How I achieved a migraine-free life
One moment you’re happily chatting, the next you can hardly see the face of your companion.
Migraines appear so suddenly their sufferers are left baffled about how to do the most basic of tasks (like get home to bed) and unable to function for up to three days.
About 15 per cent of Australian women and 5 per cent of men experience migraines, with each person affected differently. Let’s be clear, though – a migraine is not just a headache: it’s a special type of hell.
Migraines have been a regular part of my life, worsening as I grow older. While my symptoms were once limited to vision disruption, pain and exhaustion, they increased in severity to include vomiting, temporary loss of speech and limb numbness.
As this happened, research emerged suggesting migraines create long-term damage to brain structure. There are other long-term effects of regular migraines, says Dr Frank Jones, President of the Royal Australian College of General Practitioners: “It
disrupts life completely and has psychosocial impacts such as increased anxiety, increased risk of depression and chronic pain.”
“Migraines, like much other pain we experience, are the body’s way of telling us it is out of balance,” says Naturopath Kyeema Fanning from Melbourne clinic, Nu-Leaf. “We have two choices: suppress them with pain relief … or address the underlying cause.”
It isn’t enough to know your migraine triggers, Fanning adds: “The trigger itself does not cause the migraine. A trigger is like the straw that breaks the camel’s back; it begins the process of a migraine in a person that is susceptible.”
And so, we must look at the causes of migraines in order to built that strength to cope with potential triggers.
These causes are often complex and different for everyone. “Treatment which works for one person often fails another,” says Dr Jones, “so the patient and doctor need to work together to reach the right outcome.”
I’ve been migraine-free for over a year now – and it’s bliss. If you’re a migraine sufferer, here are some ideas about what might be causing yours, and how to find relief.
You are what you eat
Food can be both a cause and a trigger of migraines. Caffeine, cheese, artificial sweeteners, alcohol, eggs, MSG, gluten and chocolate are common things for migraine sufferers to avoid.
“Dietary changes can assist in detoxification and nutrient replacement,” says Fanning, who often advises sufferers to keep a diary to monitor links between foods and migraines.
In this approach, food is not only a cause but a potential solution; food is medicine.
“Research suggests a link between migraines and deficiencies in magnesium, vitamin B6 and vitamin B2,” says Fanning.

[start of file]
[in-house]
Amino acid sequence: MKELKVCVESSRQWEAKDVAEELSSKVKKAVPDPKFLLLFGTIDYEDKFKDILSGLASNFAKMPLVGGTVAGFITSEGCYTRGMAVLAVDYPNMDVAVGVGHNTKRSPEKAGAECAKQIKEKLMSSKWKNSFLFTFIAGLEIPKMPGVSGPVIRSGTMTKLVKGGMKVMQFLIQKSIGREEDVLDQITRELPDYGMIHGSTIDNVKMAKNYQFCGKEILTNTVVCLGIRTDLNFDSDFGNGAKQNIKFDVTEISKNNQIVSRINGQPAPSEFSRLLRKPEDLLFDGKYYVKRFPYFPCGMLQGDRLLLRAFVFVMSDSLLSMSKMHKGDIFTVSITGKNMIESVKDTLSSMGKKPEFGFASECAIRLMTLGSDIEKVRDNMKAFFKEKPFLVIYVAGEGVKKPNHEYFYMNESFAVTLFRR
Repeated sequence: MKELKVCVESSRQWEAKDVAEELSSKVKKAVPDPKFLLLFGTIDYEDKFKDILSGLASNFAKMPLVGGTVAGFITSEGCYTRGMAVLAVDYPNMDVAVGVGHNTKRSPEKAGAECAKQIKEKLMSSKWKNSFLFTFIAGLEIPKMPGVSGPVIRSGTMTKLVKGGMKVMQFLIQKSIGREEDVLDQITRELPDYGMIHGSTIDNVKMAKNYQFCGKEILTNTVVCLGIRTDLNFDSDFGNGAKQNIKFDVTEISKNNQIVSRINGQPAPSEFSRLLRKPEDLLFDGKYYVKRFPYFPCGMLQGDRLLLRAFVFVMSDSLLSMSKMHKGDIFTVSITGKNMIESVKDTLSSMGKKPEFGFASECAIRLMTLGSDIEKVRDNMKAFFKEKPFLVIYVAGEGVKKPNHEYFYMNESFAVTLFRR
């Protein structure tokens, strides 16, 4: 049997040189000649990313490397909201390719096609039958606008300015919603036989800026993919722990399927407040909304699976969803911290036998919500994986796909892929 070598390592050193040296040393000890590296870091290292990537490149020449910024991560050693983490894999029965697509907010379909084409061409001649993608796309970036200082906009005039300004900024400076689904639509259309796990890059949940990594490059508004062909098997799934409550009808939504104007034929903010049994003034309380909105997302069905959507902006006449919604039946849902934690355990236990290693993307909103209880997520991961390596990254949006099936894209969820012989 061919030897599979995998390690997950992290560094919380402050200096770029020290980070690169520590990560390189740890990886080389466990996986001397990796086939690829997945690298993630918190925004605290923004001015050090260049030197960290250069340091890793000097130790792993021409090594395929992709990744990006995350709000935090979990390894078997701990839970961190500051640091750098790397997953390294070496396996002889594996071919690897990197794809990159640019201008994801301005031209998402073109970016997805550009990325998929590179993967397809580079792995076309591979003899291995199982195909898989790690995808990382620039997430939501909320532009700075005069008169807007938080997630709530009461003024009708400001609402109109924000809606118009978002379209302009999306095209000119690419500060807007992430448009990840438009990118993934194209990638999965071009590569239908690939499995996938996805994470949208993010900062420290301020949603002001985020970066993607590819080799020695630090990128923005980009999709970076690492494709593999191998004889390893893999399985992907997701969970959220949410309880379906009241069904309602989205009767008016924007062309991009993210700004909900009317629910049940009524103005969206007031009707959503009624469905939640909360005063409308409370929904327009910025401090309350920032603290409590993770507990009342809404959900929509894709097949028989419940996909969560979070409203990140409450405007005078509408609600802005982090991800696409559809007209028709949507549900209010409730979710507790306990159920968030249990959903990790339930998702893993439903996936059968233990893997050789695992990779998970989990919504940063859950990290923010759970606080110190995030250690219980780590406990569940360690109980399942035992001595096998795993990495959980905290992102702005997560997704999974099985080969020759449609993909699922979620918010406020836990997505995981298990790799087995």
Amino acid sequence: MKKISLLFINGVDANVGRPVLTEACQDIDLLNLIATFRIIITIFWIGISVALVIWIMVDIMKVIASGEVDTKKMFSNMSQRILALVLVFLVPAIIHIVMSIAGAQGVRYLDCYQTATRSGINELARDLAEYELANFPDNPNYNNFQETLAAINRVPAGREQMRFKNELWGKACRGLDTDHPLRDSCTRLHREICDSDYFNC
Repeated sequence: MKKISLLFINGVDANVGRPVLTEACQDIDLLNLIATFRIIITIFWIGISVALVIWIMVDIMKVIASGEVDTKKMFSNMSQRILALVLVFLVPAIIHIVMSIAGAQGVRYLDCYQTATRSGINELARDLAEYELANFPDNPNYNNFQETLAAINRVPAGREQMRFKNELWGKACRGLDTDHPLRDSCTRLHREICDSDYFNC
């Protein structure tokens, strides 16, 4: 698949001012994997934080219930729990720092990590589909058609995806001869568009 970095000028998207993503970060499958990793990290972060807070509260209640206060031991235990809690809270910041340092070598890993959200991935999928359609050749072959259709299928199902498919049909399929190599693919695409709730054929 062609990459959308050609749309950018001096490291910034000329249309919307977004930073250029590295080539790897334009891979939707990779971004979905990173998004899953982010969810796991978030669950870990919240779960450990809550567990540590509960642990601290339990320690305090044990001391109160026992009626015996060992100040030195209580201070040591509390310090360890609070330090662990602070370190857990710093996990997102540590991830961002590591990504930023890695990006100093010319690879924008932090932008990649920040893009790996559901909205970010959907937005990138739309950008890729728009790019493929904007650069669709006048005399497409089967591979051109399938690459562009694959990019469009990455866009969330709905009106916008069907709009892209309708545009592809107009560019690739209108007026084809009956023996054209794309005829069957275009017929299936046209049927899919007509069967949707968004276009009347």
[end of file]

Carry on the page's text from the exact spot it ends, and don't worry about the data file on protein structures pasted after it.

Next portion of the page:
Eating foods high in these nutrients – like leafy green vegetables, beans and legumes, nuts, seeds and whole grains – may be helpful.
Hormones fighting it out
Many women notice their migraines appear on a monthly basis, which hints towards a relationship between the migraine and hormones.
“There is evidence to suggest that excess oestrogen contributes to migraines – specifically those that coincide with cycle events like ovulation and/or the period,” says Chinese medicine practitioner Nat Kringoudis.
What is it that’s driving your oestrogen through the roof? There are often lifestyle factors that need to be addressed, says Kringoudis: “There are several things we can do to better manage oestrogen. We need to ensure our digestive health is happy, our liver’s ability to detox is sound, our diet is generally nourishing, we are coping well with stress and our environment is also suitable. When we can begin to tick off boxes, we can really make inroads towards balancing our hormones better.”
Stress: the cause of migraine evil
Many migraine sufferers suspect stress as a reason for their pain, however it can be hard to know where to start dealing with this broad cause.
“We must look at how we can help our body’s cope better with stress because we can’t always remove the driver immediately,” says Kringoudis. “But we must also look at our choices around our lifestyle and jobs, because if we don’t get to the core, we will only ever be able to treat symptoms.”
Fanning says everyone finds different ways to releases stress, and suggests massages to remove physical tension, meditation, yoga and exercise.
Kringoudis adds that acupuncture is very effective at helping treat the causes of migraines and supporting the body to cope with stress and pressure.
Look after your liver
While the causes of migraines range enormously, in Chinese medicine there is a theory. Kringoudis explains, “Generally most migraines are caused from stagnant liver activity which causes heat to rise up, affecting the head.”
While your liver is built to do a job, it needs to be supported in order to operate at its best.
“A good cleanse is as good as a holiday,” says Kringoudis, adding that this doesn’t mean going to extremes. “Gone are the days of participating in a gruelling cleanse regime – it’s all about helping the body to work better whilst not placing any additional stress on the digestive system to really allow it a few days to recover.”
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